Generation Y

Generation Y (Gen Y) or the millennial generation, includes those born from 1981 to 2000. Typically, they are team-oriented, work well in groups rather than individually, multitask, are technologically savvy, willing to work hard, expect structure in the workplace, respect positions and titles, seek a work atmosphere of learning and personalized career development, want a relationship with their boss, and ask “What’s in it for me?” Gen Y individuals seek balance between work and family and believe you can successfully have it all. These workers have developed a strong team sense and prefer to work in groups. They learned to multitask by playing sports, taking music lessons, achieving in school, and finding time for social interests. Their preference for a strong connection with their boss can cause conflict between them and Gen Xers who want a hands-off management style. Generation Y workers experience a higher degree of job and life satisfaction than any of the earlier generations.

A key goal in leading the workplace generations is creating harmony among team members. To inspire the varied generations, a leader must first determine where he or she fits in regard to generational characteristics. Leaders must relate to each group by identifying what they value and finding ways to support it. As the generations work together, conflict may arise because they approach their work from different perspectives. To achieve a greater level of understanding within the work setting, the nurse executive should share basic information about each generation’s characteristics with the entire team, and encourage blending of efforts in following a mutual vision. Guide team members to discover their generational traits, identifying both positive and negative characteristics that may apply. Ask them to set personal and professional goals that will maximize personal strengths and improve areas of potential conflict. Misunderstanding the characteristic behaviors of the four workforce generations can result in poor leadership outcomes. By gaining insight about self and others, the nurse executive can recognize strongholds and empower employees to respect the opinions of others. Identification of patterns of attitudes or interactions enables the group to visualize each other’s perspective. By keeping a mutual focus on achieving the organization’s vision, team members are more likely to avoid letting their differences drive them off course.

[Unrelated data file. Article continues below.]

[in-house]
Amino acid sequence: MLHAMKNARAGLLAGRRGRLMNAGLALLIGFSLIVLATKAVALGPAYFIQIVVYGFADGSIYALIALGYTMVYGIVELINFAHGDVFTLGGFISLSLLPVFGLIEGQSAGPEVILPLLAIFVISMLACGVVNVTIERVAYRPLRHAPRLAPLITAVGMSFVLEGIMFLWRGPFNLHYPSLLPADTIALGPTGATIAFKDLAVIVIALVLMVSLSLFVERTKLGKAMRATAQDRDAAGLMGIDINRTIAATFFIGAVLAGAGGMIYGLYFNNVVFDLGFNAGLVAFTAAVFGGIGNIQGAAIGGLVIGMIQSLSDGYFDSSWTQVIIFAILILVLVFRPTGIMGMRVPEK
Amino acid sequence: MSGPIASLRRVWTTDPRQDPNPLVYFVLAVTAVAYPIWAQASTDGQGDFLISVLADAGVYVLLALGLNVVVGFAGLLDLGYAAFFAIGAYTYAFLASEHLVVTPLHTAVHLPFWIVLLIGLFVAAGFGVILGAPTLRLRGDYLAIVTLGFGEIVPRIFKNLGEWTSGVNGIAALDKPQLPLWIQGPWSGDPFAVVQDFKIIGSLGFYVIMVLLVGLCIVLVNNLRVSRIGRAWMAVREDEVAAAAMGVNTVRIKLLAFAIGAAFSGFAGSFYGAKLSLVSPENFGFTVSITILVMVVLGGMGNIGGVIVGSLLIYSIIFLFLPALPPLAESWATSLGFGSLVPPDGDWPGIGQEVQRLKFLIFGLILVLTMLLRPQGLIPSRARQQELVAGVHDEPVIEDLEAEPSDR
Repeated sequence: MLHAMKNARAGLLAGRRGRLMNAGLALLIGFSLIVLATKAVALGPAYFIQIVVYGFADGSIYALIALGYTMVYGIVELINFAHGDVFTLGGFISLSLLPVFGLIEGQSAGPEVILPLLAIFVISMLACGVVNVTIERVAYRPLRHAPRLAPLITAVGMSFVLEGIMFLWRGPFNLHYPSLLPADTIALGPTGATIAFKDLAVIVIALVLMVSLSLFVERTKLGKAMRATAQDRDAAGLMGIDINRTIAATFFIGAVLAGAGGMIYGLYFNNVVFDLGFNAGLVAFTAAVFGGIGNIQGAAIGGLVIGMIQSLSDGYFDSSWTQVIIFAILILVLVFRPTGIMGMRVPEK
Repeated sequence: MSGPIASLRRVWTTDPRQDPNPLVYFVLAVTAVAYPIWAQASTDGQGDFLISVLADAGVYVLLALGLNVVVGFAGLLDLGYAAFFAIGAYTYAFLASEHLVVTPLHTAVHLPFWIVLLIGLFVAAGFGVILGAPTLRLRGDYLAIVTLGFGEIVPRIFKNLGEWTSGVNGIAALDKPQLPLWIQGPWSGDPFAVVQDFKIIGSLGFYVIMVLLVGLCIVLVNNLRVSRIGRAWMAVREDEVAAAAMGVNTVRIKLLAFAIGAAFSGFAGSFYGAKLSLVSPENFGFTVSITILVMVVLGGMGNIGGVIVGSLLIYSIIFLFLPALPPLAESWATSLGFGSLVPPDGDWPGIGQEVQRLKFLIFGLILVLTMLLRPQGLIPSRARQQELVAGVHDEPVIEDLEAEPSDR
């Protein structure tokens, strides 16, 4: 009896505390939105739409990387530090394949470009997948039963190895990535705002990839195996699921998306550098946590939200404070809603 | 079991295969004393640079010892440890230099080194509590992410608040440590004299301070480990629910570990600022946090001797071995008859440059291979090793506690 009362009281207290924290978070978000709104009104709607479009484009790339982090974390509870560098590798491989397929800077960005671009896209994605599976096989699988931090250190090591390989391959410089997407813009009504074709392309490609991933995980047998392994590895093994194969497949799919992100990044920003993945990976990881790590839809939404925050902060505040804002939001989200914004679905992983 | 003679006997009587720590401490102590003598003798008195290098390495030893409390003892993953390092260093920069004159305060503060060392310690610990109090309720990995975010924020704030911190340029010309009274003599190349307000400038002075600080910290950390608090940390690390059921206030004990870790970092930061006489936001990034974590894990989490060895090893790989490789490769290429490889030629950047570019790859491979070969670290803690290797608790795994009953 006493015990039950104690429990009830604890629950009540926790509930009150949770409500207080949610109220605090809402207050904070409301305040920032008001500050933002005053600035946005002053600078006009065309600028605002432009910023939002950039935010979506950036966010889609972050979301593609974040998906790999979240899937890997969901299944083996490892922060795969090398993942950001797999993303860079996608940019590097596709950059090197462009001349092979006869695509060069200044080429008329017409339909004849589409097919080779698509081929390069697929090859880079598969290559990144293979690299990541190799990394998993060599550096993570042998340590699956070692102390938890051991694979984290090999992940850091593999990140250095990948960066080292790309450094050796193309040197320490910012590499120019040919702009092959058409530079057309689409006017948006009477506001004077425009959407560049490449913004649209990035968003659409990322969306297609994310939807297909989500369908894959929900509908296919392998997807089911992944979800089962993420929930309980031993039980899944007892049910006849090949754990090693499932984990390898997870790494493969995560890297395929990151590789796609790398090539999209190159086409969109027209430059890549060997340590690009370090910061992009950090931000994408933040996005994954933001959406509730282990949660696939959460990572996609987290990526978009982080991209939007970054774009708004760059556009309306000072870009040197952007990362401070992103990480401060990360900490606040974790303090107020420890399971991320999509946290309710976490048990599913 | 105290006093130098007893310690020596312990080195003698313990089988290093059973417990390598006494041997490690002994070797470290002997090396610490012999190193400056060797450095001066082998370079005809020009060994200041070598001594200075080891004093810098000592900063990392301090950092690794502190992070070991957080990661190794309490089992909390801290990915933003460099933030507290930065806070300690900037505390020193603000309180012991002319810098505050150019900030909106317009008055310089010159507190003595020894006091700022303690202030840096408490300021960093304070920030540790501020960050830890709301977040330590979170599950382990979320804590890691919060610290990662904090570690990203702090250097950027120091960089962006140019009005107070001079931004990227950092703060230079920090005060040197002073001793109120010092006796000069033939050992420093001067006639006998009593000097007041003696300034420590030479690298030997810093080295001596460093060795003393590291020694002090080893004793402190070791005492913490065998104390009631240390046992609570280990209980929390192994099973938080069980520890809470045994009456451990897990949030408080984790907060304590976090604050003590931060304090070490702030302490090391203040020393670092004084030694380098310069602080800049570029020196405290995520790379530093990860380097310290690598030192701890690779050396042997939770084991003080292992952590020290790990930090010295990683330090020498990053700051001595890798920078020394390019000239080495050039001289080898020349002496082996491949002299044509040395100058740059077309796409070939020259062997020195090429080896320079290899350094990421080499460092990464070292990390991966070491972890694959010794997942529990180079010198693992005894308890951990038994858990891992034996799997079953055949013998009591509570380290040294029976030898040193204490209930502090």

Betty MacLaughlin Frandsen, RN, NHA, BSHCA, CDONA/LTC, is Regional Director for the Bridgewater Center for Rehabilitation and Nursing in Birminghamton, New York. She can be reached at (607) 722-7225.

For more information, go to https://www.bwrehab.com. To send your comments to the author and editors, e-mail frandsen0209@iadvanceseniorcare.com.


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Long-Term Living 2009 February;58(2):34-35

Topics: Articles , Facility management , Leadership